Buffalo, N.Y. - It looks like for the second time in four years, Western New York Olympian Darren Chiacchia has cheated death.
Chiacchia was admitted to Buffalo General Hospital about ten days ago, suffering from severe headaches.
"The headaches went from bad to worse, the best way to describe it is it's like your whole head is in a vice grip, unbelievable pressure. There's huge sensitivity to light and noise and excruciating pain," Chiacchia told Scott Brown in a phone interview.
Chiacchia was diagnosed with fungal meningitis, which attacks the the body's spinal fluid and the delicate membrane between the brain and skull.
Treatment is high doses of intravenous anti-fungal medications.
Darren says he finally started to feel better yesterday.
"Today is a better day, I can hold up my head myself, it seems so ridiculous, finally I have some energy coming back, a little bit of an appetite, been up walking around, I feel like I've rounded the corner," said Chiacchia.
Darren must have a guardian angel on his shoulder.
Back in 2008, he suffered critical injuries when one of his horses fell on him during a competition, leaving him with broken bones and a traumatic brain injury.
Scott Brown: "Do you feel you've had this black cloud hanging over you health-wise?"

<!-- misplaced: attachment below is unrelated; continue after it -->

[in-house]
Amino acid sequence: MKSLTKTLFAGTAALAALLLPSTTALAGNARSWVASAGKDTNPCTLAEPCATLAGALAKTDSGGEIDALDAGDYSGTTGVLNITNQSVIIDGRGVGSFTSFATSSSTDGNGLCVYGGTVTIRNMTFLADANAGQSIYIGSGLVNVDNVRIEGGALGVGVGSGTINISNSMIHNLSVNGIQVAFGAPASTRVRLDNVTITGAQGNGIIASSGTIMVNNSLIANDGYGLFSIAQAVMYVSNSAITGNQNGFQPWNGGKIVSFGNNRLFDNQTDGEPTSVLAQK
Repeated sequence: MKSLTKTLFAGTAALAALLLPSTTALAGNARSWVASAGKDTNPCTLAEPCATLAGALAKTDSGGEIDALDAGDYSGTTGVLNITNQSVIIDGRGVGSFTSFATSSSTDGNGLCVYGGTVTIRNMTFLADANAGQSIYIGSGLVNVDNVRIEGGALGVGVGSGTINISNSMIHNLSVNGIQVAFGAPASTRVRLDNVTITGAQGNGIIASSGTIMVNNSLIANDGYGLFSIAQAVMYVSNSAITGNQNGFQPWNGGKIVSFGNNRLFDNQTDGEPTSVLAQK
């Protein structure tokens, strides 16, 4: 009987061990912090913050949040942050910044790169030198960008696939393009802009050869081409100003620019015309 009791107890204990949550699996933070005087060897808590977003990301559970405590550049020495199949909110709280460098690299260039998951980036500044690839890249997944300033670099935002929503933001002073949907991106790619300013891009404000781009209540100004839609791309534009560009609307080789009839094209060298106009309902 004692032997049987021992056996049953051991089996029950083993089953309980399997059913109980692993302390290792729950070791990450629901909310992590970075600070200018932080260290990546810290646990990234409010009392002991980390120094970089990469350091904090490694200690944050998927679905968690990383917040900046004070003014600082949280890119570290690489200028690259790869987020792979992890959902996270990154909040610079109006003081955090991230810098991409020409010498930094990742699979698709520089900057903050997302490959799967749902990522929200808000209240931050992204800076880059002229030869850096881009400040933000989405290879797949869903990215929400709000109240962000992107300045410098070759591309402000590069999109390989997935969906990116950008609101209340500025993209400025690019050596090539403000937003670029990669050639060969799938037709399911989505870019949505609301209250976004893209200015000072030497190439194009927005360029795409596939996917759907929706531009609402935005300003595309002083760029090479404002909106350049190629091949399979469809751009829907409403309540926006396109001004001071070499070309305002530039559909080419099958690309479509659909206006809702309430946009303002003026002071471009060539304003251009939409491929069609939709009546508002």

Darren Chiacchia: "It seems that way for sure, but I think that things tend to go in cycles and I like to think of myself as a pretty tough guy, I'll get over this. I'll beat this, but on the exciting side, I've got some amazing young horses coming up through the ranks and lots of good positive things going on. You know me, I'm always focusing on those things."
Chiacchia says he expects to make a full recovery and plans on entering competitions again after the first of the year.
Chiacchia says he's been so ill, that his doctors weren't even concerned with trying to figure out how he contracted the disease.
There has been a huge outbreak of fungal meningitis linked to steroid shots made in Massachusetts. The outbreak has killed 12 people.
Fungal meningitis can also be acquired through routine farm work, with this type of fungus commonly found in the soil.
Chiacchia has farms in Springville and Florida. You can send him a get well message on his Facebook page.